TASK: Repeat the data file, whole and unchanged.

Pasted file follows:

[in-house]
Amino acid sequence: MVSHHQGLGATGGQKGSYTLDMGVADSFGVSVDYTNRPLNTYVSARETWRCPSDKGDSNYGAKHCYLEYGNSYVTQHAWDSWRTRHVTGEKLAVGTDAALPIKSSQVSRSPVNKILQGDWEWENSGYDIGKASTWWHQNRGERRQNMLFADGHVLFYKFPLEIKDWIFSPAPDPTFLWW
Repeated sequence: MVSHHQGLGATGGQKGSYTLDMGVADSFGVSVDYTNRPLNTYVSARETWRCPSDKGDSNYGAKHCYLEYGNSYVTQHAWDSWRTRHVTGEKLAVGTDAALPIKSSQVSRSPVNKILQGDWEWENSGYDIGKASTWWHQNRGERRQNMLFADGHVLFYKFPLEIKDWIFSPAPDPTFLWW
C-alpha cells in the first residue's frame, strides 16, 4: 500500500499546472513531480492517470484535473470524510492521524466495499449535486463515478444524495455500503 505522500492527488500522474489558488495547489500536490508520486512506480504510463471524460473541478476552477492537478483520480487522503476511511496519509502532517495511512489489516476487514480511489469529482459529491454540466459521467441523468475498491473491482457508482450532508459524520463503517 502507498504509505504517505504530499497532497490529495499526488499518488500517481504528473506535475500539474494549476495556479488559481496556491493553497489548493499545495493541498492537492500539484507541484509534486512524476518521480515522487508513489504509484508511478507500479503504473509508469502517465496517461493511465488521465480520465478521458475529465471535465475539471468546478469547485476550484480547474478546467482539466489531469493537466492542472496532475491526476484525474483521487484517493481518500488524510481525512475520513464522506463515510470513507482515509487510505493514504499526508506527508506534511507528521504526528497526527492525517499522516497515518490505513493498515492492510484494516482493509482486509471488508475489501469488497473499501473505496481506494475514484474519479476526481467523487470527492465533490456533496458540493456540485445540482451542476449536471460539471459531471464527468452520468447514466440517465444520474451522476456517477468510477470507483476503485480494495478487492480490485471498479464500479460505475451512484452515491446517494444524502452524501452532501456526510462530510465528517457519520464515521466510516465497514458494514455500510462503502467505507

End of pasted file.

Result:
[in-house]
Amino acid sequence: MVSHHQGLGATGGQKGSYTLDMGVADSFGVSVDYTNRPLNTYVSARETWRCPSDKGDSNYGAKHCYLEYGNSYVTQHAWDSWRTRHVTGEKLAVGTDAALPIKSSQVSRSPVNKILQGDWEWENSGYDIGKASTWWHQNRGERRQNMLFADGHVLFYKFPLEIKDWIFSPAPDPTFLWW
Repeated sequence: MVSHHQGLGATGGQKGSYTLDMGVADSFGVSVDYTNRPLNTYVSARETWRCPSDKGDSNYGAKHCYLEYGNSYVTQHAWDSWRTRHVTGEKLAVGTDAALPIKSSQVSRSPVNKILQGDWEWENSGYDIGKASTWWHQNRGERRQNMLFADGHVLFYKFPLEIKDWIFSPAPDPTFLWW
C-alpha cells in the first residue's frame, strides 16, 4: 500500500499546472513531480492517470484535473470524510492521524466495499449535486463515478444524495455500503 505522500492527488500522474489558488495547489500536490508520486512506480504510463471524460473541478476552477492537478483520480487522503476511511496519509502532517495511512489489516476487514480511489469529482459529491454540466459521467441523468475498491473491482457508482450532508459524520463503517 502507498504509505504517505504530499497532497490529495499526488499518488500517481504528473506535475500539474494549476495556479488559481496556491493553497489548493499545495493541498492537492500539484507541484509534486512524476518521480515522487508513489504509484508511478507500479503504473509508469502517465496517461493511465488521465480520465478521458475529465471535465475539471468546478469547485476550484480547474478546467482539466489531469493537466492542472496532475491526476484525474483521487484517493481518500488524510481525512475520513464522506463515510470513507482515509487510505493514504499526508506527508506534511507528521504526528497526527492525517499522516497515518490505513493498515492492510484494516482493509482486509471488508475489501469488497473499501473505496481506494475514484474519479476526481467523487470527492465533490456533496458540493456540485445540482451542476449536471460539471459531471464527468452520468447514466440517465444520474451522476456517477468510477470507483476503485480494495478487492480490485471498479464500479460505475451512484452515491446517494444524502452524501452532501456526510462530510465528517457519520464515521466510516465497514458494514455500510462503502467505507